The markets are coming off a recording-breaking week, but the euphoria reminds me of what my mom used to call a "sugar high."

The wisest course for investors in the week ahead is to pause and wait for clarity. Above all, ignore the lurid headlines emanating from the nation's capital. The insurgent nature of the Donald Trump administration ensures daily uncertainty for the duration of his regime. Focus on the fundamentals, of which there will be plenty to scrutinize in coming days.

Sure, the Dow finally broke 20,000, but that shouldn't turn your head. Individual investors tend to buy and sell at the wrong times. Market tops make them "feel good," prompting them to pile in when valuations are too high. Instead of keeping an eye on the long-term horizon, they behave like over-caffeinated day traders.

President Trump's free market, anti-tax rhetoric gets Wall Street's heart racing, but the president's brash policies are a double-edged sword. Let's start with trade.

Trump threatened on Thursday to slap a 20% tax on imports from Mexico to help pay for his promised border wall, an announcement that sparked anxiety among investors and caused Mexico's president to cancel his planned trip to the U.S.

Bashing Mexico pleases Trump's base. However, you'd be hard pressed to find a business or financial leader who thinks higher tariffs and trade wars are positive factors for investors.

And then there's the impending chaos of Obamacare repeal. Although Republicans still don't have a replacement in hand, Trump is insisting on an accelerated timetable for terminating the Affordable Care Act, which would eliminate health insurance for 30 million Americans.

In secret recordings released to the press on Friday, Republican leaders attending a retreat are heard fretting that repeal would almost certainly create economic and budgetary mess, as well as a political liability for the GOP. This cloud will loom over health and drug stocks until Obamacare repeal somehow gets sorted out (if it ever does).

Which brings us to corporate earnings. As of Jan. 27, with 34% of the companies in the S&P 500 reporting actual results for the fourth quarter of fiscal 2016, 65% of companies have beat the mean earnings per share estimate and 52% have beat the mean sales estimate, according to research group FactSet. So far, the fourth-quarter blended earnings growth rate for the S&P 500 is 4.2%.

Those are welcome numbers in light of the protracted earnings recession corporate America has endured, but it's probably insufficient to sustain the market much longer. Slowing economic growth, excessive valuations and political uncertainty will give investors plenty to brood about.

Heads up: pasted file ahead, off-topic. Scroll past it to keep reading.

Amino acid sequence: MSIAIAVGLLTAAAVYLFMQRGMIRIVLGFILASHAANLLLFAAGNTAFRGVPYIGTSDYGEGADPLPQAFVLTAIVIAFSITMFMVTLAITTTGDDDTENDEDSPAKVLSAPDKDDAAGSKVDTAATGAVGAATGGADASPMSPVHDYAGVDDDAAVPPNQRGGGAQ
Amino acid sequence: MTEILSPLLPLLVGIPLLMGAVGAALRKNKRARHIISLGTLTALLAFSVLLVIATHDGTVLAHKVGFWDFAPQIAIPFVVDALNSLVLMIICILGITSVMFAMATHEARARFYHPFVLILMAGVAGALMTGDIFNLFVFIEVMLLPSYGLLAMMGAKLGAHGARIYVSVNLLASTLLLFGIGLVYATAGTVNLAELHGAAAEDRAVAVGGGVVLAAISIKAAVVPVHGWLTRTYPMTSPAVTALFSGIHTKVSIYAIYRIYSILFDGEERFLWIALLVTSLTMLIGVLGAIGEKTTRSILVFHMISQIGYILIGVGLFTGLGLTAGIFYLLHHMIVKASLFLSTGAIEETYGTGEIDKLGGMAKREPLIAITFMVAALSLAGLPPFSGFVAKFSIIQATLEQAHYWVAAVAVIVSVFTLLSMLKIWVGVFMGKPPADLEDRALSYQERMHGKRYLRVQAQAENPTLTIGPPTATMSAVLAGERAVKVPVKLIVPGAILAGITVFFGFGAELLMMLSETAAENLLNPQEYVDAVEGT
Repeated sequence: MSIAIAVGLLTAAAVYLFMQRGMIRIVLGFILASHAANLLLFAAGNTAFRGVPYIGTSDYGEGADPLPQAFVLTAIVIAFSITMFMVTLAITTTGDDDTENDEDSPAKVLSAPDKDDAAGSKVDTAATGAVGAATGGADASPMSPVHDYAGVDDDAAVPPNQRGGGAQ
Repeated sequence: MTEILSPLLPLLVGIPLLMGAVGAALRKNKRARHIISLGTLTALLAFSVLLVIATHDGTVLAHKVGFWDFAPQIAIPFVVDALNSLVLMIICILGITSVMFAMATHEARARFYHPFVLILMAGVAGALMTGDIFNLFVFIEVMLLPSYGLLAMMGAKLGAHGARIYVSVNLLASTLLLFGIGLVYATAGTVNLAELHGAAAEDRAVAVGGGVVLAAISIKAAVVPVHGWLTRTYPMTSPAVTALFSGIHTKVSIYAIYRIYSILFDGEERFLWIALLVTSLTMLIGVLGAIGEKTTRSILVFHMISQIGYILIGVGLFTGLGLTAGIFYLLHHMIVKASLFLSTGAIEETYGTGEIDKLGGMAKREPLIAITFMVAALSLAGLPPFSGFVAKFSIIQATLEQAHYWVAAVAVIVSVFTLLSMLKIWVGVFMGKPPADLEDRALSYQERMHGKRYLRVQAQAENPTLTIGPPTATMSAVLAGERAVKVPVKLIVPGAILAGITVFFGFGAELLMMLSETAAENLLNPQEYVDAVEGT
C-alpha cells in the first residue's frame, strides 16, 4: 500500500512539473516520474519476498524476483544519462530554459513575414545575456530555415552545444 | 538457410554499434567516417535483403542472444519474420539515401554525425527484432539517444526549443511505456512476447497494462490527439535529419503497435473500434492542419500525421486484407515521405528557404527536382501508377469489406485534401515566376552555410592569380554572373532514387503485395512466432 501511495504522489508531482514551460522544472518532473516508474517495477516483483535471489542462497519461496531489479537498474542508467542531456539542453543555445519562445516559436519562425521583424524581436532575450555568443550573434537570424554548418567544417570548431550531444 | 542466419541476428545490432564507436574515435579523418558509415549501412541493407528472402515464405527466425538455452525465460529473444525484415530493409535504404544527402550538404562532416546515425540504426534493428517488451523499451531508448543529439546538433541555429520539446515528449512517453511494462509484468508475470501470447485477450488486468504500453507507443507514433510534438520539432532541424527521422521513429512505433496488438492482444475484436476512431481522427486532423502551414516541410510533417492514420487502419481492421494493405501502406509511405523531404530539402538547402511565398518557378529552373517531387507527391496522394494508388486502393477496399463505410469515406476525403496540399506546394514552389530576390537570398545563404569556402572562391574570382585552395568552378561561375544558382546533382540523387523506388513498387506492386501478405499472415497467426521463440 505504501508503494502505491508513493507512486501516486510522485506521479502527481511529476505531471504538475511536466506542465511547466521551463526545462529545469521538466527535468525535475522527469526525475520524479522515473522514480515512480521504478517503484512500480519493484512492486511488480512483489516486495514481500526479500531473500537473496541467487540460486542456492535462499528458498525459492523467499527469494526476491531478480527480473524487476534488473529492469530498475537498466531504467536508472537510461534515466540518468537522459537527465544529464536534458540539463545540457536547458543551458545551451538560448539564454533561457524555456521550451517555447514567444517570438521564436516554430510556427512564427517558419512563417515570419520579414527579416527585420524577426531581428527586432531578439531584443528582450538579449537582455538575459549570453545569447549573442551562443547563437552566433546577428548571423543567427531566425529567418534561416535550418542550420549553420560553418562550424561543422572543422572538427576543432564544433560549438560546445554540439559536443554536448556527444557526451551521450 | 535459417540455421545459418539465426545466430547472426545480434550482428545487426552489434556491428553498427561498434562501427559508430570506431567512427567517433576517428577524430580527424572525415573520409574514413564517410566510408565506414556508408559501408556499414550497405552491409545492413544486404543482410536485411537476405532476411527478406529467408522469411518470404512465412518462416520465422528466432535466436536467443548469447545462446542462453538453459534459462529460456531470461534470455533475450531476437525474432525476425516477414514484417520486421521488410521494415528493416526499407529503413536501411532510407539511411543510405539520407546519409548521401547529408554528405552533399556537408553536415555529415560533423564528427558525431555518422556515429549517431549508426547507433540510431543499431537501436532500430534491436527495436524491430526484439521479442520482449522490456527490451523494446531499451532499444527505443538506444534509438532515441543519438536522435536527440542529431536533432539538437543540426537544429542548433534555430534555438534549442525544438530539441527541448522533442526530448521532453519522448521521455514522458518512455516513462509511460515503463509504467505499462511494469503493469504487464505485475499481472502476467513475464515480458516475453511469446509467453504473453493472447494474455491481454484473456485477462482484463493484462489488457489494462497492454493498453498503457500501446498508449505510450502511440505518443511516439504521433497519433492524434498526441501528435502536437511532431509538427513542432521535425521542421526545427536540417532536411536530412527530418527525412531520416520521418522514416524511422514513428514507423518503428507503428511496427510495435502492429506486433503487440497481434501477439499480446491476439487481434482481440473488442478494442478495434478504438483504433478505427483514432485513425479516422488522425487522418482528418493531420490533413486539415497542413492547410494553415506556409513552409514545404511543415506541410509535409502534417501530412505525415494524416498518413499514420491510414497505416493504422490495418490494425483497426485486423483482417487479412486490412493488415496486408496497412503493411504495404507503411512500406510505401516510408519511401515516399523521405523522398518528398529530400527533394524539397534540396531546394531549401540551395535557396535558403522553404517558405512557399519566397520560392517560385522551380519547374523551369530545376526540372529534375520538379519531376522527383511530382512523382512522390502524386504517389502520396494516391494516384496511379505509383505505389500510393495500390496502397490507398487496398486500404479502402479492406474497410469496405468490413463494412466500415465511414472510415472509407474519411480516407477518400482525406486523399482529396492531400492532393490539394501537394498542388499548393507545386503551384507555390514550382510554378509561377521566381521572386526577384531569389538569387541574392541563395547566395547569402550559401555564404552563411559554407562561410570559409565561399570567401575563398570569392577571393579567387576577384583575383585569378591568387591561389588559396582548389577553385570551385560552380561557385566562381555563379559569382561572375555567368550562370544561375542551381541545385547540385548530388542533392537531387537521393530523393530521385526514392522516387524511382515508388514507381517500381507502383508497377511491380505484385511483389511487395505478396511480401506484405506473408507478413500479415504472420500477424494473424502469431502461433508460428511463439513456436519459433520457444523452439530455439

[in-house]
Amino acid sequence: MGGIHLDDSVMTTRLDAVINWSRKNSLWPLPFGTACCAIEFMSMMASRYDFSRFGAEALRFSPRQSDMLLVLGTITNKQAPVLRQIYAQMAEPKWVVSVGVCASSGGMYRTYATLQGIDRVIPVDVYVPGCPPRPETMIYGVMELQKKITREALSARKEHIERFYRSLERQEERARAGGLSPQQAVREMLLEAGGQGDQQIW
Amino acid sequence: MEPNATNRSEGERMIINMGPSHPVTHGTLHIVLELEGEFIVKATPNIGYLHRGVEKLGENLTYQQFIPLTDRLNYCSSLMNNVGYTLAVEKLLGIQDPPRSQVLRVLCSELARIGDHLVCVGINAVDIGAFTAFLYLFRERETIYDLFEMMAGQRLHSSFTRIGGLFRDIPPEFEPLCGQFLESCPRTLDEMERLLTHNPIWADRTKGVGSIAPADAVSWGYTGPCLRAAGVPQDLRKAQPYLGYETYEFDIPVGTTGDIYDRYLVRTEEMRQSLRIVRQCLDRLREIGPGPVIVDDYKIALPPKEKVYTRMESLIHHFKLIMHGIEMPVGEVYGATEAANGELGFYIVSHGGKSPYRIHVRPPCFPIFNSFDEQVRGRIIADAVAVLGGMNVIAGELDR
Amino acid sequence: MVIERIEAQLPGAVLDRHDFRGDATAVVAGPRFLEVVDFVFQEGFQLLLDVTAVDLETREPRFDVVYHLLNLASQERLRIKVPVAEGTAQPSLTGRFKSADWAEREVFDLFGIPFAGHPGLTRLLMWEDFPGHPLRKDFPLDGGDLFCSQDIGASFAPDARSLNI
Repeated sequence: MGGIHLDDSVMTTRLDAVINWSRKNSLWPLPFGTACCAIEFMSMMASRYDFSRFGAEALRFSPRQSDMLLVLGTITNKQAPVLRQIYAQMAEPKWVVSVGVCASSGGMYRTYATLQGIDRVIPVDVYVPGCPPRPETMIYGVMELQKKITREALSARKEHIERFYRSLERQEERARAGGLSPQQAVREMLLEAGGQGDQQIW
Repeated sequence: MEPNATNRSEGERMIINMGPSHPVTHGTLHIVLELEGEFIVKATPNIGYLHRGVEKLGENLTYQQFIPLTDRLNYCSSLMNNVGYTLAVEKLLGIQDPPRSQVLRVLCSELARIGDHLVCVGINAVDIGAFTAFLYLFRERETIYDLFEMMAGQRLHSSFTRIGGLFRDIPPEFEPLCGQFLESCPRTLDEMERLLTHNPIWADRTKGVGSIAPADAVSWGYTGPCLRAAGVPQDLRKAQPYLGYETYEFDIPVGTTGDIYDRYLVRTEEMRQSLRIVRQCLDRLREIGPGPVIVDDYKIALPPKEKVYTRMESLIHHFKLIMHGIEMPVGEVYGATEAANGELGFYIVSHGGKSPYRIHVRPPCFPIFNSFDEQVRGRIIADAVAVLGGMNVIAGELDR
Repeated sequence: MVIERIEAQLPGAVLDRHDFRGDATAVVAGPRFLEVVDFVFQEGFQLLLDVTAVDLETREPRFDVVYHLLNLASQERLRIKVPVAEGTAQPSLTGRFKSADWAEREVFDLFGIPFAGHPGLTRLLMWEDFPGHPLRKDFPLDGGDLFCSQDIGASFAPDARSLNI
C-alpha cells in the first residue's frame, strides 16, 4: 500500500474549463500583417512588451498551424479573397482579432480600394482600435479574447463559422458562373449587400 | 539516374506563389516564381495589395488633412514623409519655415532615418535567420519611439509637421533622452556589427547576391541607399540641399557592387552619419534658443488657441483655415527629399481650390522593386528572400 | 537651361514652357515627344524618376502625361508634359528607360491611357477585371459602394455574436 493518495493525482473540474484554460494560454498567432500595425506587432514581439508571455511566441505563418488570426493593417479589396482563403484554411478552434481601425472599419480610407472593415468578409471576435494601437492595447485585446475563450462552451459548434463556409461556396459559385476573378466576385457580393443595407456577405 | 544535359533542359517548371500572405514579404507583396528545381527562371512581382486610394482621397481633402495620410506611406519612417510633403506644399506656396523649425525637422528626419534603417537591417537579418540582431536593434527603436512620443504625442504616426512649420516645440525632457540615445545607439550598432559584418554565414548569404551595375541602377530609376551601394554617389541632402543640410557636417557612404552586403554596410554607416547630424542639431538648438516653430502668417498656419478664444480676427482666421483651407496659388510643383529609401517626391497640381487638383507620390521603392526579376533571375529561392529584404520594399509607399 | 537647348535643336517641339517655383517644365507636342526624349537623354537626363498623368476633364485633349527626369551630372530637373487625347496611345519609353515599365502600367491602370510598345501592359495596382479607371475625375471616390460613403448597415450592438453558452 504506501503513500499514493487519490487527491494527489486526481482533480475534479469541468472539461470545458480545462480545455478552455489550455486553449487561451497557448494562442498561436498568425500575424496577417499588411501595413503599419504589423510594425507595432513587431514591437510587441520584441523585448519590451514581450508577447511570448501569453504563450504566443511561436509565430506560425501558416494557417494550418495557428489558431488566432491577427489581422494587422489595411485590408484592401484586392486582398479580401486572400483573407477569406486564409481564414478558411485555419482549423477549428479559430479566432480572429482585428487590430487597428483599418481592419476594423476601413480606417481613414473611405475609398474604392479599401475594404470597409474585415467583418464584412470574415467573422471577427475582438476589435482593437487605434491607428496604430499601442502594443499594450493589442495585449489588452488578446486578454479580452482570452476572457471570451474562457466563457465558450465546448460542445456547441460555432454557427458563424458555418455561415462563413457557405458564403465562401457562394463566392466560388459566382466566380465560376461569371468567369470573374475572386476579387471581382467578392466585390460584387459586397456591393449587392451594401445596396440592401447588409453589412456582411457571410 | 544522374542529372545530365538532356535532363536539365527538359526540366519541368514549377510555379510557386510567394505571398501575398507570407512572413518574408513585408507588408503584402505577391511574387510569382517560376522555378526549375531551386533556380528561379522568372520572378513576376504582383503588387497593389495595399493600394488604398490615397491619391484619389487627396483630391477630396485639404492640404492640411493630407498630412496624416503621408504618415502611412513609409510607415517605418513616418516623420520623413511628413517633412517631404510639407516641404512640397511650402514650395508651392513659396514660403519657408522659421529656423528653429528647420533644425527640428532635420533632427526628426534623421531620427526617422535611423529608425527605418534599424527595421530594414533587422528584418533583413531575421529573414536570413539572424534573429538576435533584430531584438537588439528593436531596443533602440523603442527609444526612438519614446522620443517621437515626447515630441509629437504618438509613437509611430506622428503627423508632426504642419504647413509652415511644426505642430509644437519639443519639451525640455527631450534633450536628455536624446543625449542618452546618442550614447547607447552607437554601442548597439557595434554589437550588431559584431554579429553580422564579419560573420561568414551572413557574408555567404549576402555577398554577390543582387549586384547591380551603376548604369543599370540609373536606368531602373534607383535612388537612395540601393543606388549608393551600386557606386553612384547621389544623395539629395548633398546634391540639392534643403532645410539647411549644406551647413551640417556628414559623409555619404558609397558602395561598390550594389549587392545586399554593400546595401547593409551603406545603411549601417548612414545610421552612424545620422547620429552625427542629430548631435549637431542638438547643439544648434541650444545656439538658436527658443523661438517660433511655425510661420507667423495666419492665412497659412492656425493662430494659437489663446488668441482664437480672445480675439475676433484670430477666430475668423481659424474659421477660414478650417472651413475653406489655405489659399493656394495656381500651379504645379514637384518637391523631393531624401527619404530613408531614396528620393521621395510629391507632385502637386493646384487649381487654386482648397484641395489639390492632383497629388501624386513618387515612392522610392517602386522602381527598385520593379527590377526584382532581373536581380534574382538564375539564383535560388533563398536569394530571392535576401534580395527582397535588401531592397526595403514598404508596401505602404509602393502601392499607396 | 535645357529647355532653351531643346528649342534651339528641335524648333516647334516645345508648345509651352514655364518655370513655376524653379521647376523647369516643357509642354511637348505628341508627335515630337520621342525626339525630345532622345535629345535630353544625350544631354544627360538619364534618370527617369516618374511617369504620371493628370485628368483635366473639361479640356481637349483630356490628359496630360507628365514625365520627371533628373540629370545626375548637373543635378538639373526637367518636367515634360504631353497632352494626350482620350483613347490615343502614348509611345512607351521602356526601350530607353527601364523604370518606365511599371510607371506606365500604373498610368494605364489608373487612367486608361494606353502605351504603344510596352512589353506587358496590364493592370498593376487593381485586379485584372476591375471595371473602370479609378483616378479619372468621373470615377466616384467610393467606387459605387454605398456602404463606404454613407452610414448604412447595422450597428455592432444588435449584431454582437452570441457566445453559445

Dow 20,000 finally happened

The forward 12-month price-to-earnings ratio for the S&P 500 is 17.2 times, above the five-year average of 15.1 times and above the 10-year average of 14.4 times. At the same time, economic growth is sputtering.

The Commerce Department reported on Friday that the U.S. economy grew at an annual rate of only 1.9% in fourth quarter of 2016, compared to 3.5% in the previous quarter. For full-year 2016, the economy grew a meager 1.6%, down from 2.6% in 2015.

Among the notable earnings reports to watch in the week ahead:

Monday: Banco Santander (BSAC) . Tuesday: Aetna (AET) , Eli Lilly (LLY) , Exxon Mobil (XOM) , Pfizer (PFE) , UPS (UPS) , Apple (AAPL) , U.S. Steel (X) . Wednesday: Anthem (ANTM) , Avery Dennison (AVY) , Dominion (D) , Facebook (FB) . Thursday: Cigna (CI) , ConocoPhillips (COP) , Merck (MRK) , Phillip Morris International (PM) , Royal Dutch Shell (RYDBF) , Amazon (AMZN) , Visa (V) . Friday: Honda Motor (HMC) , Phillips 66 (PSX) , and Hershey Foods (HSY) .

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Salient economic reports due this coming week: Tuesday: Consumer Confidence. Wednesday: Motor Vehicle Sales, PMI Manufacturing Index, Construction Spending. Thursday: Chain Store Sales, Jobless Claims. Friday: PMI Services Index, Factory Orders.

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John Persinos is an analyst with Investing Daily. At the time of publication, he owned stock in Apple.

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